Now, don’t for a moment think that Best Coast is break-up music, because that’s not it at all. The songs are usually wistful with a don’t look back in anger kind of mindset. Best Coast is tragic love music that sometimes drifts into upbeat moments in the sun. Though Best Coast wears their California love on their sleeves, this music is the audio equivalent of Seattle or Portland. Dark, gloomy, but also filled with a strange Pacific optimism.

I really dig this album cover, but where's Snacks the Cat?

I really dig this album cover, but where’s Snacks the Cat?

The band’s first album was a blend of early 1960’s girl groups and lo-fi shoegaze. Two years later, Best Coast released THE ONLY PLACE, the troubled second album that every band must struggle through. And while I wouldn’t call THE ONLY PLACE a disaster, I remember finding it a bit of a disappointment. There were a handful of standout songs like Beach Boys-esque title track and the solemn closing track “Up All Night.” But for the most part, THE ONLY PLACE was a bit of a step back for Best Coast. Indulgent and a bit too self-referential, there were songs on that second album that teetered dangerously close to parody (I’m looking at you “Why I Cry”).

When CALIFORNIA NIGHTS came out earlier this month, I was looking forward to listening to it but I was cautious about it’s quality. I really wanted CALIFORNIA NIGHTS to be great. I didn’t want CRAZY FOR YOU to be the band’s nadir, and luckily (for everyone) CALIFORNIA NIGHTS is the band’s best album. The band took a little more time recording their third album and it seems to have paid off. The songs are super-catchy like CRAZY FOR YOU but more polished/better produced like on THE ONLY PLACE.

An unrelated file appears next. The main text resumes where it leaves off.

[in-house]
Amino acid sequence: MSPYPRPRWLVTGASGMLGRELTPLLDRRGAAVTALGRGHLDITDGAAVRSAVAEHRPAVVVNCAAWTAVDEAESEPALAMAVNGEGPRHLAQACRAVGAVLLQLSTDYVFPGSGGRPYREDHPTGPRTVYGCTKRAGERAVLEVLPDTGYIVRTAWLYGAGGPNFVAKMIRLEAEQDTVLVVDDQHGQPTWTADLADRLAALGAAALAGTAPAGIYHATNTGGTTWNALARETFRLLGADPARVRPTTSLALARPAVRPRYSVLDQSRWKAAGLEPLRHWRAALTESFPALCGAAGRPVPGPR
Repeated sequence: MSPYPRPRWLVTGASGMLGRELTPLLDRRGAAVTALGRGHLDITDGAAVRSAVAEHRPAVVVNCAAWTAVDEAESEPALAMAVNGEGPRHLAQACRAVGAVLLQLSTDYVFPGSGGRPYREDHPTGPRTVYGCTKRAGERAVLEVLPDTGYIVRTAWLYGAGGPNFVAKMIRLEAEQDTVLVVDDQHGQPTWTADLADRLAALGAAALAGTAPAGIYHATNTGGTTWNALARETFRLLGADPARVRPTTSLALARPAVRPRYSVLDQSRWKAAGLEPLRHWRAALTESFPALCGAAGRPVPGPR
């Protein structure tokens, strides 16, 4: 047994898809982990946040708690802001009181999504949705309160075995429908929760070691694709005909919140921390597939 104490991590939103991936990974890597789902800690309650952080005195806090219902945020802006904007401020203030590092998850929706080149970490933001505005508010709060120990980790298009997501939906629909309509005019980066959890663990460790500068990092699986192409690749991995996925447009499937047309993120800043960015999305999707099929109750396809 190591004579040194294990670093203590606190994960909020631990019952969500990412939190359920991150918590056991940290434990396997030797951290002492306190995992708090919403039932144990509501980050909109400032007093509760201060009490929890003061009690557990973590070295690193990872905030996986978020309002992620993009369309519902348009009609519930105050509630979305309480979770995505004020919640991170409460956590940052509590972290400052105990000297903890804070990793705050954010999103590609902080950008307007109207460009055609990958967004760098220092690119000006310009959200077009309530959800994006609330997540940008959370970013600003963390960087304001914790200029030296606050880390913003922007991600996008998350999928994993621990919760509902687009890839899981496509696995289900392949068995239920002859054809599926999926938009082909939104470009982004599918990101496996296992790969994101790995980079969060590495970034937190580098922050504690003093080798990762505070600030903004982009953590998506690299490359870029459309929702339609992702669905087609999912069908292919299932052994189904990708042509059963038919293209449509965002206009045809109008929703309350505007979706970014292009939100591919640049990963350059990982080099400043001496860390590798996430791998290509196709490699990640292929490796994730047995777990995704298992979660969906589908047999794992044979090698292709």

There it is, the actual "best coast."

There it is, the actual “best coast.”

The songs are still sad, but they sound so fun. The best example of this is on the track “In My Eyes.” The track is bouncy and upbeat musically while being about the loss of a relationship. “In My Eyes” has a catchy, fun to sing along chorus…that’s absolutely devastating lyrically. I really like doubt-filled “Jealousy” with its classic girl group sha-la-la’s. I also dig the moody title track “California Nights” which continues in the group’s grand tradition of extolling the virtues of the Golden State.

The single “Heaven Sent” is the albums happy love song, something the band always tries to sneak onto each record. I’m grateful that its there. Special mention should be made for guitarist Bobb Bruno, who continues to provide interesting, lush guitar riffs for Cosentino’s beautiful grief. Though Cosentino gets the bulk of the praise for Best Coast’s music, Bruno is a key ingredient in what gives the band it’s wonderful happy/sad sound. CALIFORNIA NIGHTS is a great record and is going to be the perfect soundtrack to the summer. If you haven’t yet dipped your toes into Best Coast, CALIFORNIA NIGHTS is a good place to start. So next month, when you’re hosting your Lonely Hearts BBQ, throw on little CALIFORNIA NIGHTS. Don’t forget the sunscreen.

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Everybody Drowns Sad And Lonely: I *Heart* Beulah

Other than Nirvana, I can’t think of another band besides Beulah that makes being depressed sound like so much fun. The sunny, wistful sound Beulah made in their very short life as a band still haunts me to this day. I discovered Beulah back in early 2002 while on a lunch break. The band had released their album THE COAST IS NEVER CLEAR in September 2001 (yes, it came out on 9/11) and the music magazine I was reading had the album prominently placed on several of the staff’s best of the year lists.

At the time, I was really into The Apples In Stereo and Neutral Milk Hotel, bands who had formed this weird collective called The Elephant 6 Recording Company. This collective was really just a group of music nerds that revered pop music of the 1960s, specifically The Beach Boys. The whole thing was out of Denver, Colorado, which I find a bit amusing, as this is where I now live.